Document Detail


Fluorescence spectroscopy.
MedLine Citation:
PMID:  7633532     Owner:  NLM     Status:  MEDLINE    
Abstract/OtherAbstract:
Although providing extensive detail, the time-resolved experiments described here can be quite complex and the instrumentation is not always readily available. However, a number of national fluorescence user facilities funded by the National Institutes of Health or the National Science Foundation are currently in operation and are dedicated to the use of fluorescence spectroscopy in the biomedical and biophysical sciences. These centers include the Laboratory for Fluorescence Dynamics at the University of Illinois and the Center for Fluorescence Spectroscopy at the University of Maryland. Even in the absence of the sophisticated equipment necessary for carrying out the time-resolved experiments, a great deal of information can be obtained from steady-state fluorescence profiles if one is careful to monitor all of the available fluorescence observables, namely intensity, wavelength or color, and polarization. Steady-state measurements of ANS binding are also quite informative. The combination of kinetic as well as equilibrium approaches, as with folding studies using any technique, will provide further insight into the pathways and stable and transient intermediates in the folding and unfolding reactions. Fluorescence spectroscopy offers a very sensitive window into the structural and dynamic characteristics of macromolecules. Recent advances in data acquisition and analysis combined with available structure information from NMR and crystallographic studies have led to increasingly greater insight into the structural and dynamic determinants of fluorescence decay parameters in the native states of proteins. As our understanding of the fluorescence properties of native proteins has grown, fluorescence spectroscopists have begun to investigate what fluorescence can tell us about the denatured states of proteins as well as the folding/unfolding transitions and pathways. A great deal of progress has been made in the characterization and interpretation of the response of the various fluorescence parameters to protein folding and denaturation. There remain, however, a number of unanswered questions, particularly concerning the structural and dynamic determinants of the fluorescence properties of the denatured states of proteins. Future studies will undoubtedly be aimed toward this goal, and progress in this area will certainly result from systematic comparisons of fluorescence studies with a number of other biophysical and biochemical approaches.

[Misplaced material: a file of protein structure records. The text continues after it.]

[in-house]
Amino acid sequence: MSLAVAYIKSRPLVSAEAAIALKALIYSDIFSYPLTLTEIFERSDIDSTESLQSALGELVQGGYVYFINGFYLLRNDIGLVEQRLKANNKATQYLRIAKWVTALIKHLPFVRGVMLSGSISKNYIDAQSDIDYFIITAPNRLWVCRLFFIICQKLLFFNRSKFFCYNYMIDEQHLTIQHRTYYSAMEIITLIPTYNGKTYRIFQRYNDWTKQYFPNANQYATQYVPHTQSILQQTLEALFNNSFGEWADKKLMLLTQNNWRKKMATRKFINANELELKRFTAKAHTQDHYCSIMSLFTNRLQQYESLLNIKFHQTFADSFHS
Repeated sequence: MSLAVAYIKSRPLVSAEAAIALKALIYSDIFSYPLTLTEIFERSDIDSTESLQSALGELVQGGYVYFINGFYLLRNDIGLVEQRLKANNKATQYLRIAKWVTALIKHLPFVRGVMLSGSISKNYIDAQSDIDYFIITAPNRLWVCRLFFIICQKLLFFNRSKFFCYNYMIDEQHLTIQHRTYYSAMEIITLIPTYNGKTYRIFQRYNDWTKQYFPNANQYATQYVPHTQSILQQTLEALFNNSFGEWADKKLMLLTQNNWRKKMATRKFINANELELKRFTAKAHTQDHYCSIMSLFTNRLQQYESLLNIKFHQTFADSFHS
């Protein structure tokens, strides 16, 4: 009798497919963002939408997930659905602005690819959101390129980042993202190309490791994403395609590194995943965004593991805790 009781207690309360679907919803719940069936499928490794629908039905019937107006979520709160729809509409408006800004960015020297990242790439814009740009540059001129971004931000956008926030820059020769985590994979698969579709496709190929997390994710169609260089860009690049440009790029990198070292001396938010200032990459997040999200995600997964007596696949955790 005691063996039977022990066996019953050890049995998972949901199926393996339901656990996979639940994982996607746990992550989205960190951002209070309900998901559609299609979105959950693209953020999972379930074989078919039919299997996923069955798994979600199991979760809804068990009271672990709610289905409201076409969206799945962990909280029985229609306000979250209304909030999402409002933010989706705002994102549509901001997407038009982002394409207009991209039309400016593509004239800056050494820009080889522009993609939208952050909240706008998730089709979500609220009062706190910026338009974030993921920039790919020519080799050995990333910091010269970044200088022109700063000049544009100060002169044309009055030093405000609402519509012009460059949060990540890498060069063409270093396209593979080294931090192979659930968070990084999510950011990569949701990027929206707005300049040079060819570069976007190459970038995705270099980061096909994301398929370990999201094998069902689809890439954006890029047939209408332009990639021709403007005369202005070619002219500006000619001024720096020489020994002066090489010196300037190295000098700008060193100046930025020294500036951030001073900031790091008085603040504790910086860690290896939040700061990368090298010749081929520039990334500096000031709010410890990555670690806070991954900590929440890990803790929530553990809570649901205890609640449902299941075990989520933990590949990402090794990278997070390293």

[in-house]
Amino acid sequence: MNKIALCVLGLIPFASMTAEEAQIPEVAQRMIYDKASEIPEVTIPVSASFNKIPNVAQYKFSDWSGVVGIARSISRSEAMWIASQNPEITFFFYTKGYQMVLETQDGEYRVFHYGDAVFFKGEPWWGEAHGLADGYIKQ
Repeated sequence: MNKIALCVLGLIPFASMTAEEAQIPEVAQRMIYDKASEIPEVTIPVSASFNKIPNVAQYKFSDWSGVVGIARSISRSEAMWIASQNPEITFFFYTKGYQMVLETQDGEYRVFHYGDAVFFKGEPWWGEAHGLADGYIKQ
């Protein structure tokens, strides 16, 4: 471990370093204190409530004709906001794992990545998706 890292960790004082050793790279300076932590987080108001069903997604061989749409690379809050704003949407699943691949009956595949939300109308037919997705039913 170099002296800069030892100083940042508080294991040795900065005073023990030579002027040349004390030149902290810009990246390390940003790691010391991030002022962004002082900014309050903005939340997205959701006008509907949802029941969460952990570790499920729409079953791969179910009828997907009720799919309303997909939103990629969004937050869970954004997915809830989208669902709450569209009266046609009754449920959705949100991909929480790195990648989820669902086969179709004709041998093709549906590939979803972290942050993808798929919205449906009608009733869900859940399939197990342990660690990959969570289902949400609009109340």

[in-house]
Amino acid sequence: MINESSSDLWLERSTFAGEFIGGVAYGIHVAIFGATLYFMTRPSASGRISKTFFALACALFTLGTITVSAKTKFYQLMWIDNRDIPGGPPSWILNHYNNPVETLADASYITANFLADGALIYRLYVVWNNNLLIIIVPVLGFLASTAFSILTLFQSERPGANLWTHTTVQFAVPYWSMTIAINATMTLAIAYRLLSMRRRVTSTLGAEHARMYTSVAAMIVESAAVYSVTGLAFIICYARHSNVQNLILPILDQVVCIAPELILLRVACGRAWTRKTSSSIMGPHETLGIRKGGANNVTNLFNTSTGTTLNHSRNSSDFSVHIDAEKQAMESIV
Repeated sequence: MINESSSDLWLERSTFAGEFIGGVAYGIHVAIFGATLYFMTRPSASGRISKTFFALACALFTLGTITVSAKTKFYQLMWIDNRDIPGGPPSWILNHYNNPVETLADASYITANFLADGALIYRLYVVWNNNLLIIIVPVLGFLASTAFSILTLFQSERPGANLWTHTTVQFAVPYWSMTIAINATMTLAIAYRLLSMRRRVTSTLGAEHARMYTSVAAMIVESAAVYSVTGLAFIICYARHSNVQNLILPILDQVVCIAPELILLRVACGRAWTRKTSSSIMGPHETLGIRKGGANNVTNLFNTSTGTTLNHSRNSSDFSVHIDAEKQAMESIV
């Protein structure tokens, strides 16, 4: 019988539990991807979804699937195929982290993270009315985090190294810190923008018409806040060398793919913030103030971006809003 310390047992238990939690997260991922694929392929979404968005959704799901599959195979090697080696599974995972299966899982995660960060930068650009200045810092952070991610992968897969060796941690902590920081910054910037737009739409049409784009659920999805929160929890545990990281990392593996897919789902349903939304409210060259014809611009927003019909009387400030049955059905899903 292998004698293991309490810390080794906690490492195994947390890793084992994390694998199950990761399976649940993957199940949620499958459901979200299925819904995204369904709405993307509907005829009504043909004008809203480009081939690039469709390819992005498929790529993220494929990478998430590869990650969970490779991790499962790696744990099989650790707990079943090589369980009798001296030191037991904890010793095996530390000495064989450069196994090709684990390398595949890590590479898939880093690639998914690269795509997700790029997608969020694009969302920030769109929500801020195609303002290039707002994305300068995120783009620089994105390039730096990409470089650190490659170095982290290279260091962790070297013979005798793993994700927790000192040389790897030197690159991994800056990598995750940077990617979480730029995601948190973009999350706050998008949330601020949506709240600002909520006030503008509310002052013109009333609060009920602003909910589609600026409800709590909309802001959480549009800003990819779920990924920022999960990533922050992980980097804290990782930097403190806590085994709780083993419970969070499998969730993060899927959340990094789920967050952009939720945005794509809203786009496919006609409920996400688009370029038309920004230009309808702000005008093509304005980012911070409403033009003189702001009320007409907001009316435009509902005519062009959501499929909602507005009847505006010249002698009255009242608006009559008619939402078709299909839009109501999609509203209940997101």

Authors:
C A Royer
Publication Detail:
Type:  Journal Article; Review    
Journal Detail:
Title:  Methods in molecular biology (Clifton, N.J.)     Volume:  40     ISSN:  1064-3745     ISO Abbreviation:  Methods Mol. Biol.     Publication Date:  1995  
Date Detail:
Created Date:  1995-09-14     Completed Date:  1995-09-14     Revised Date:  2005-11-16    
Medline Journal Info:
Nlm Unique ID:  9214969     Medline TA:  Methods Mol Biol     Country:  UNITED STATES    
Other Details:
Languages:  eng     Pagination:  65-89     Citation Subset:  IM    
Affiliation:
School of Pharmacy, University of Wisconsin, Madison, USA.
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MeSH Terms
Descriptor/Qualifier:
Circular Dichroism
Fluorescence Polarization
Fluorescent Dyes / chemistry
Kinetics
Protein Denaturation
Protein Folding*
Spectrometry, Fluorescence / instrumentation,  methods*
Tryptophan / chemistry
Chemical
Reg. No./Substance:
0/Fluorescent Dyes; 73-22-3/Tryptophan

From MEDLINE®/PubMed®, a database of the U.S. National Library of Medicine


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